The rural spread of the Sars-Cov-2 virus, which causes Covid-19, has forced the government to change its testing strategy and make a U-turn on its insistence on the “gold standard” RT-PCR tests in order to control the deadly infection. By the end of June, nearly 60% of all tests done would be Rapid Antigen Tests (RATs).
In the recent past — like on April 8 — Prime Minister Narendra Modi has impressed upon Chief Ministers that at least 70% of the tests conducted in the country should be RT-PCR (reverse transcription polymerase chain reaction) tests, which are considered more reliable. As of May 14, out of India’s capacity to conduct about 19 lakh daily tests, 12 lakh were being done through RT-PCR. This translated to over 60% of the total tests, while the numbers of rapid tests were at 7 lakh.
But the government is now changing this strategy with a focus on ramping up its testing capacity during the second wave. Indian Council of Medical Research (ICMR) chief Balram Bhargava said on Thursday India would carry out 45 lakh tests a day by the end of June; RATs would account for 27 lakh tests (60%) and RT-PCR for 18 lakh (40%). The change in the strategy will start reflecting by the end of this month with the daily capacity being increased to 25 lakh tests; at 12 lakh, RATs will account for nearly half the tests.
In the past, the government did not depend much on RATs (given their low reliability) and has, in fact, insisted on an RT-PCR test if a symptomatic person tested negative in a rapid test.
The spread of the coronavirus to rural areas, where RT-PCR testing labs are not available, is the main reason prompting this strategy change. The feedback from states is that they have started doing RT-PCR tests through mobile vans in rural areas, but reports take two-three days to come. This is because samples have to be taken to RT-PCR labs situated in bigger towns. However, rapid tests can be done in rural areas by a door-to-door exercise. They throw up results in an instant, thereby helping quick start of the treatment.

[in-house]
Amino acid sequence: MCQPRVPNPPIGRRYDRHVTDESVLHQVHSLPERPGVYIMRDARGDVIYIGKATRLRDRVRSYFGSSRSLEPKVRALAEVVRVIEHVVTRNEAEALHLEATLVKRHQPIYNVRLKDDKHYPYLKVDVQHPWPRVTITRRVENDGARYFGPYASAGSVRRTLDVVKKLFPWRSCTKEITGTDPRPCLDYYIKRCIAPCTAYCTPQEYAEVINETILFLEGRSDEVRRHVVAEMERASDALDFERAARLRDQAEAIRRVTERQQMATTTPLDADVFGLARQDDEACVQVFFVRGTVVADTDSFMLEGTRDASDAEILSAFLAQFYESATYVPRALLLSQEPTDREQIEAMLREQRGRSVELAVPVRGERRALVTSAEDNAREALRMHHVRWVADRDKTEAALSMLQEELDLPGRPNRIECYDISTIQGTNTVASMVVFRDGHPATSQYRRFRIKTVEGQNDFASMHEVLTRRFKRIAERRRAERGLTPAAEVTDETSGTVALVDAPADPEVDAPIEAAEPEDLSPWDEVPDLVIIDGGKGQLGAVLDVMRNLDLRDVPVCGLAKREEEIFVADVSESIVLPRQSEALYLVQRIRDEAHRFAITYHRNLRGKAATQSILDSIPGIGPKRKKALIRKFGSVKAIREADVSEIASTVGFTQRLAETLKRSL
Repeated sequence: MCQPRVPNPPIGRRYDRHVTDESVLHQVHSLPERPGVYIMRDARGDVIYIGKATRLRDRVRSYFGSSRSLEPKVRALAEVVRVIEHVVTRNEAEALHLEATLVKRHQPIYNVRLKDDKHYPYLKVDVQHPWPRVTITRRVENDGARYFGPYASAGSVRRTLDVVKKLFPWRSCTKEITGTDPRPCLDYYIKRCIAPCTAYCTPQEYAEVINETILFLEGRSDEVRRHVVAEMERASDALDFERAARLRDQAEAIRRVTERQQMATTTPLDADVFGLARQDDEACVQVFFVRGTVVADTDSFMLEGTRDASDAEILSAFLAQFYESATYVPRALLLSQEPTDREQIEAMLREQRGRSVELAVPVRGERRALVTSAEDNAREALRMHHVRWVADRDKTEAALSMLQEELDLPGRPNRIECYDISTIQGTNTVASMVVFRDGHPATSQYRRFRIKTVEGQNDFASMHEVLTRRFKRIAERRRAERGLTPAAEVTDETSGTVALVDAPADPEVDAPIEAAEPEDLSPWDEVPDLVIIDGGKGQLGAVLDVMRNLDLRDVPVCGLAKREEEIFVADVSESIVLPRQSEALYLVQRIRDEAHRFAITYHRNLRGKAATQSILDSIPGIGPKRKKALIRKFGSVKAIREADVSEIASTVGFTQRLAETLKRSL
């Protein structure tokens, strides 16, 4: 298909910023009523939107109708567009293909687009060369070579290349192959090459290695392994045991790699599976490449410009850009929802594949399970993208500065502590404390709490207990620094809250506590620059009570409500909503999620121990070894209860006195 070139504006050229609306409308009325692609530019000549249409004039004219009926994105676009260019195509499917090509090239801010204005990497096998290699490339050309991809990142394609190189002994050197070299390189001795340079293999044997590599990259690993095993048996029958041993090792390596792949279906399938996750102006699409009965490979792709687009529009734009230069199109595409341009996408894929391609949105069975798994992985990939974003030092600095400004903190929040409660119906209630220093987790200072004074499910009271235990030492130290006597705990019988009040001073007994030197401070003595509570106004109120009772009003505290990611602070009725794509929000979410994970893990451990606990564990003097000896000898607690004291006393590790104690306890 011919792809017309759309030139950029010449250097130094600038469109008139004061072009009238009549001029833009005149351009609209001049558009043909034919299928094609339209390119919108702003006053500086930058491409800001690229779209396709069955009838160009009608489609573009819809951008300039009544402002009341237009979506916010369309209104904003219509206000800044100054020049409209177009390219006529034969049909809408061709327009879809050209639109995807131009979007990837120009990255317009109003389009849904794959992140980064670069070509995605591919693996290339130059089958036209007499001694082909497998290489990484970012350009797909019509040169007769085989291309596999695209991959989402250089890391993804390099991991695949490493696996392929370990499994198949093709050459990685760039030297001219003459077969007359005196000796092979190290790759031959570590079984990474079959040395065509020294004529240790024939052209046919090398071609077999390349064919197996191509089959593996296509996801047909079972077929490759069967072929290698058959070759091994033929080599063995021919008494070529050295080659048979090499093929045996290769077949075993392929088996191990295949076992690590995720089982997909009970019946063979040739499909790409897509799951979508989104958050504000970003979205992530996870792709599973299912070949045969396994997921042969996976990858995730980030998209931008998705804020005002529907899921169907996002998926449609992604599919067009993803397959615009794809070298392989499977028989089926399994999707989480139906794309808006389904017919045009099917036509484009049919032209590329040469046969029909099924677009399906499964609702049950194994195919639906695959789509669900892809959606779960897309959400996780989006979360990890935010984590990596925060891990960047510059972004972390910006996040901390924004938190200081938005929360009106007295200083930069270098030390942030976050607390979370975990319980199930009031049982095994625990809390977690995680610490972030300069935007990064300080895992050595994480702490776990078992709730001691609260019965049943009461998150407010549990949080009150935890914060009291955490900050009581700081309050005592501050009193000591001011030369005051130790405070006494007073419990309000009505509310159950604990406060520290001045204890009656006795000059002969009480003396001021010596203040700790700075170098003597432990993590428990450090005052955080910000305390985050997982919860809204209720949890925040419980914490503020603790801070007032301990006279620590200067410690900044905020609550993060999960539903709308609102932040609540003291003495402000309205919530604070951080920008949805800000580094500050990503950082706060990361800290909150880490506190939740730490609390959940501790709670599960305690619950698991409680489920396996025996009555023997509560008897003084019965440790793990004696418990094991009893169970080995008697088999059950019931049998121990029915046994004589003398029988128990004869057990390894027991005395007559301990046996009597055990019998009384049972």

RATs, hence, are expected to become the main testing mechanism in rural areas. The government has also approved home-testing RAT kits of multiple companies that are soon to hit pharmacy stores and cost just Rs 250. This move is expected to significantly ramp up RAT testing numbers in urban areas from June. Four crore kits from Mylab Discovery solutions could be available next month.
Uttar Pradesh has increased its testing capacity in a big way this month through RAT and is now conducting the highest number of tests in the country, at nearly 2.91 lakh tests daily. The positivity rate in India’s most populous state has been falling sharply in May. Daily cases reported from the state have dropped from a high of about 38,000 on April 24 to just 6,725 cases on May 20. In Bihar too, there has been high reliance on RATs. Here, the daily number of cases has almost halved from 13,900 on May 5 to 6,551 on May 20.